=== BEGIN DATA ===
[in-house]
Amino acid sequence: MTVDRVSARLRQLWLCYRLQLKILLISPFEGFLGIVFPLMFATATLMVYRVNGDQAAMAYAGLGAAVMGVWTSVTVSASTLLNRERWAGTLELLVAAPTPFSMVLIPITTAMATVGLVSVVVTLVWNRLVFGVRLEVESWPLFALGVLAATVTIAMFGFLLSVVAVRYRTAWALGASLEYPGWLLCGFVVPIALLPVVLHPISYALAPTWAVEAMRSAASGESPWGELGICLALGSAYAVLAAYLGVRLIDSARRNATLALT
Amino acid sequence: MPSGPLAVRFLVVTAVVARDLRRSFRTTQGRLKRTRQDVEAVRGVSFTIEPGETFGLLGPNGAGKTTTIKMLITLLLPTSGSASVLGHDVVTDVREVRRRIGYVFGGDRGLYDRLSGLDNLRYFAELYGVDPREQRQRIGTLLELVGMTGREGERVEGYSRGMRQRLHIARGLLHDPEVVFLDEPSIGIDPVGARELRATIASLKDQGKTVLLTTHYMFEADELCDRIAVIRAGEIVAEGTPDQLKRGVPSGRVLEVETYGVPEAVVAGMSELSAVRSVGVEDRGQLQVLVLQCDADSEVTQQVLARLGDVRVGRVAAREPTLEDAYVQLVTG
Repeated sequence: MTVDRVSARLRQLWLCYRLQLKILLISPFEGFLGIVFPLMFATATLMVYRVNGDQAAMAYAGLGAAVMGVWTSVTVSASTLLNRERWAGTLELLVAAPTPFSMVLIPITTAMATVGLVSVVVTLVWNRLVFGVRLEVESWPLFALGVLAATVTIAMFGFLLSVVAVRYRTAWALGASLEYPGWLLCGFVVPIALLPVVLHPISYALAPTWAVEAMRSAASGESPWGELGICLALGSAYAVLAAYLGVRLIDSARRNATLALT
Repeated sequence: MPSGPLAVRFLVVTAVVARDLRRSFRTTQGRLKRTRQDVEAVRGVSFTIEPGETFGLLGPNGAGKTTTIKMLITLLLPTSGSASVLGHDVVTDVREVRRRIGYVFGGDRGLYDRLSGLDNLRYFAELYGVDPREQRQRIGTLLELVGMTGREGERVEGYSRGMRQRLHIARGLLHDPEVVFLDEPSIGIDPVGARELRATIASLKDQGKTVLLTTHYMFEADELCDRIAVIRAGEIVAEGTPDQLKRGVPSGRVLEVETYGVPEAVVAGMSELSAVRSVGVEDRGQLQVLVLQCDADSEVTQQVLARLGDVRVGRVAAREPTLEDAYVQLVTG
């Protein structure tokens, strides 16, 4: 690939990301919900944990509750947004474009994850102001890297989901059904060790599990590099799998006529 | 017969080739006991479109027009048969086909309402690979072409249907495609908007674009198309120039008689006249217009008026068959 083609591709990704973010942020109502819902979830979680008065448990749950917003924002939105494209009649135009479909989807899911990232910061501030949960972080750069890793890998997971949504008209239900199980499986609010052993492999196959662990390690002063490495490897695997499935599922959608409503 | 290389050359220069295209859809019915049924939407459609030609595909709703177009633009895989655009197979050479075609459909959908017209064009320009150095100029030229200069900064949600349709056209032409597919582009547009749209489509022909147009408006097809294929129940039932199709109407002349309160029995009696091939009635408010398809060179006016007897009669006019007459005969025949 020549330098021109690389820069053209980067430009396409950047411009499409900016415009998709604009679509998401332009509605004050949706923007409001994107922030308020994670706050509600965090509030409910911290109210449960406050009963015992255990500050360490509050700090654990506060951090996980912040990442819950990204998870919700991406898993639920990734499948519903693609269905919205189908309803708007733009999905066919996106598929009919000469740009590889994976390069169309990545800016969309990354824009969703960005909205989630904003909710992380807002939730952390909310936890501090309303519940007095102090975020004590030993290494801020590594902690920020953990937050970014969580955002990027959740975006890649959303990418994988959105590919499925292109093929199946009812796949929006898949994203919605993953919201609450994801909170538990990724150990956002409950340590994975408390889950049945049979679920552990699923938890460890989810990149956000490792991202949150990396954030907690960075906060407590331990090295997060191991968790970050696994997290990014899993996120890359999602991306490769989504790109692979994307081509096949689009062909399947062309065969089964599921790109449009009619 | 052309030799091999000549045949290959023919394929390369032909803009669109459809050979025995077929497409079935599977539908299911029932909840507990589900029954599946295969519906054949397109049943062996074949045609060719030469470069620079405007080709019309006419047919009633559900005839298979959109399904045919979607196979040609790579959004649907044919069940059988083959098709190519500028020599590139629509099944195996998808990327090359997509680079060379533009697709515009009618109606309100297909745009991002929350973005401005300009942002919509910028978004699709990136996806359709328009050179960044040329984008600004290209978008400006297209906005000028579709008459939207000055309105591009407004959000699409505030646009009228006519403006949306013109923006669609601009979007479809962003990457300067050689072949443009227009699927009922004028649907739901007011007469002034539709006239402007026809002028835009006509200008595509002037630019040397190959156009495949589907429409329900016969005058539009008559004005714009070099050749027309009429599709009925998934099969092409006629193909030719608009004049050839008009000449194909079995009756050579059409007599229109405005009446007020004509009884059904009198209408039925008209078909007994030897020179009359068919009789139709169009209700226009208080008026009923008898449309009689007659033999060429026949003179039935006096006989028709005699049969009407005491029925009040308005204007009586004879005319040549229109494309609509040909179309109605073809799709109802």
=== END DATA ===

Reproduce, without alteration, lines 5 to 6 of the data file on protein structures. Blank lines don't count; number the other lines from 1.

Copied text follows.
Repeated sequence: MPSGPLAVRFLVVTAVVARDLRRSFRTTQGRLKRTRQDVEAVRGVSFTIEPGETFGLLGPNGAGKTTTIKMLITLLLPTSGSASVLGHDVVTDVREVRRRIGYVFGGDRGLYDRLSGLDNLRYFAELYGVDPREQRQRIGTLLELVGMTGREGERVEGYSRGMRQRLHIARGLLHDPEVVFLDEPSIGIDPVGARELRATIASLKDQGKTVLLTTHYMFEADELCDRIAVIRAGEIVAEGTPDQLKRGVPSGRVLEVETYGVPEAVVAGMSELSAVRSVGVEDRGQLQVLVLQCDADSEVTQQVLARLGDVRVGRVAAREPTLEDAYVQLVTG
């Protein structure tokens, strides 16, 4: 690939990301919900944990509750947004474009994850102001890297989901059904060790599990590099799998006529 | 017969080739006991479109027009048969086909309402690979072409249907495609908007674009198309120039008689006249217009008026068959 083609591709990704973010942020109502819902979830979680008065448990749950917003924002939105494209009649135009479909989807899911990232910061501030949960972080750069890793890998997971949504008209239900199980499986609010052993492999196959662990390690002063490495490897695997499935599922959608409503 | 290389050359220069295209859809019915049924939407459609030609595909709703177009633009895989655009197979050479075609459909959908017209064009320009150095100029030229200069900064949600349709056209032409597919582009547009749209489509022909147009408006097809294929129940039932199709109407002349309160029995009696091939009635408010398809060179006016007897009669006019007459005969025949 020549330098021109690389820069053209980067430009396409950047411009499409900016415009998709604009679509998401332009509605004050949706923007409001994107922030308020994670706050509600965090509030409910911290109210449960406050009963015992255990500050360490509050700090654990506060951090996980912040990442819950990204998870919700991406898993639920990734499948519903693609269905919205189908309803708007733009999905066919996106598929009919000469740009590889994976390069169309990545800016969309990354824009969703960005909205989630904003909710992380807002939730952390909310936890501090309303519940007095102090975020004590030993290494801020590594902690920020953990937050970014969580955002990027959740975006890649959303990418994988959105590919499925292109093929199946009812796949929006898949994203919605993953919201609450994801909170538990990724150990956002409950340590994975408390889950049945049979679920552990699923938890460890989810990149956000490792991202949150990396954030907690960075906060407590331990090295997060191991968790970050696994997290990014899993996120890359999602991306490769989504790109692979994307081509096949689009062909399947062309065969089964599921790109449009009619 | 052309030799091999000549045949290959023919394929390369032909803009669109459809050979025995077929497409079935599977539908299911029932909840507990589900029954599946295969519906054949397109049943062996074949045609060719030469470069620079405007080709019309006419047919009633559900005839298979959109399904045919979607196979040609790579959004649907044919069940059988083959098709190519500028020599590139629509099944195996998808990327090359997509680079060379533009697709515009009618109606309100297909745009991002929350973005401005300009942002919509910028978004699709990136996806359709328009050179960044040329984008600004290209978008400006297209906005000028579709008459939207000055309105591009407004959000699409505030646009009228006519403006949306013109923006669609601009979007479809962003990457300067050689072949443009227009699927009922004028649907739901007011007469002034539709006239402007026809002028835009006509200008595509002037630019040397190959156009495949589907429409329900016969005058539009008559004005714009070099050749027309009429599709009925998934099969092409006629193909030719608009004049050839008009000449194909079995009756050579059409007599229109405005009446007020004509009884059904009198209408039925008209078909007994030897020179009359068919009789139709169009209700226009208080008026009923008898449309009689007659033999060429026949003179039935006096006989028709005699049969009407005491029925009040308005204007009586004879005319040549229109494309609509040909179309109605073809799709109802």